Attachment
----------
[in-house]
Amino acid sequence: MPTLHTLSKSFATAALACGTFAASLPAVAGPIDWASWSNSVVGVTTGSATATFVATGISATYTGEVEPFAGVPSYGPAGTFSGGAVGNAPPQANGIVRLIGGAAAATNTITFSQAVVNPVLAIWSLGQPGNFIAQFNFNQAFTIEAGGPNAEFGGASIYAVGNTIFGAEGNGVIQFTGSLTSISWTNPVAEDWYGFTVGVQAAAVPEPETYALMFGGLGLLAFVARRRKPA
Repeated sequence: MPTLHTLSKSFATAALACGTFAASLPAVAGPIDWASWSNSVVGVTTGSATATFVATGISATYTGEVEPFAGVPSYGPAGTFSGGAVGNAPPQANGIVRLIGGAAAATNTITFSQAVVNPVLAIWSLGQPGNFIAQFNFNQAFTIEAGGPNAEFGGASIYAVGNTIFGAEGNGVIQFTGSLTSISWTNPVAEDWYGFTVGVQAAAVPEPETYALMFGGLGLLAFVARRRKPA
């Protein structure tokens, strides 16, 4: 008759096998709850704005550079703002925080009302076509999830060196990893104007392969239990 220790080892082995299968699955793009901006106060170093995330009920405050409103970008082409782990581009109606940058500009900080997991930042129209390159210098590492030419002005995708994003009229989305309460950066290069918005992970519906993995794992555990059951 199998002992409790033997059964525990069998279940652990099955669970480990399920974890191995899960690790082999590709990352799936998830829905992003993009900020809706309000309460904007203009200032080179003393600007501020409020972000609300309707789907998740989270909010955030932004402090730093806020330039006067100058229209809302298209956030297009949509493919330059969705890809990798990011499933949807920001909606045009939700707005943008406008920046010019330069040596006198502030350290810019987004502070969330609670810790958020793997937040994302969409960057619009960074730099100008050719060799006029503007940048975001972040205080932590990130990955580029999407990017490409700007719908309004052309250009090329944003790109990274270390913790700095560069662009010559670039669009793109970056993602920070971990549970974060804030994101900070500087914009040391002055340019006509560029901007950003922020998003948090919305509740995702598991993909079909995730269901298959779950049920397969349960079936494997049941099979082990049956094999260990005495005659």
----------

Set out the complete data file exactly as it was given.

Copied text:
[in-house]
Amino acid sequence: MPTLHTLSKSFATAALACGTFAASLPAVAGPIDWASWSNSVVGVTTGSATATFVATGISATYTGEVEPFAGVPSYGPAGTFSGGAVGNAPPQANGIVRLIGGAAAATNTITFSQAVVNPVLAIWSLGQPGNFIAQFNFNQAFTIEAGGPNAEFGGASIYAVGNTIFGAEGNGVIQFTGSLTSISWTNPVAEDWYGFTVGVQAAAVPEPETYALMFGGLGLLAFVARRRKPA
Repeated sequence: MPTLHTLSKSFATAALACGTFAASLPAVAGPIDWASWSNSVVGVTTGSATATFVATGISATYTGEVEPFAGVPSYGPAGTFSGGAVGNAPPQANGIVRLIGGAAAATNTITFSQAVVNPVLAIWSLGQPGNFIAQFNFNQAFTIEAGGPNAEFGGASIYAVGNTIFGAEGNGVIQFTGSLTSISWTNPVAEDWYGFTVGVQAAAVPEPETYALMFGGLGLLAFVARRRKPA
């Protein structure tokens, strides 16, 4: 008759096998709850704005550079703002925080009302076509999830060196990893104007392969239990 220790080892082995299968699955793009901006106060170093995330009920405050409103970008082409782990581009109606940058500009900080997991930042129209390159210098590492030419002005995708994003009229989305309460950066290069918005992970519906993995794992555990059951 199998002992409790033997059964525990069998279940652990099955669970480990399920974890191995899960690790082999590709990352799936998830829905992003993009900020809706309000309460904007203009200032080179003393600007501020409020972000609300309707789907998740989270909010955030932004402090730093806020330039006067100058229209809302298209956030297009949509493919330059969705890809990798990011499933949807920001909606045009939700707005943008406008920046010019330069040596006198502030350290810019987004502070969330609670810790958020793997937040994302969409960057619009960074730099100008050719060799006029503007940048975001972040205080932590990130990955580029999407990017490409700007719908309004052309250009090329944003790109990274270390913790700095560069662009010559670039669009793109970056993602920070971990549970974060804030994101900070500087914009040391002055340019006509560029901007950003922020998003948090919305509740995702598991993909079909995730269901298959779950049920397969349960079936494997049941099979082990049956094999260990005495005659």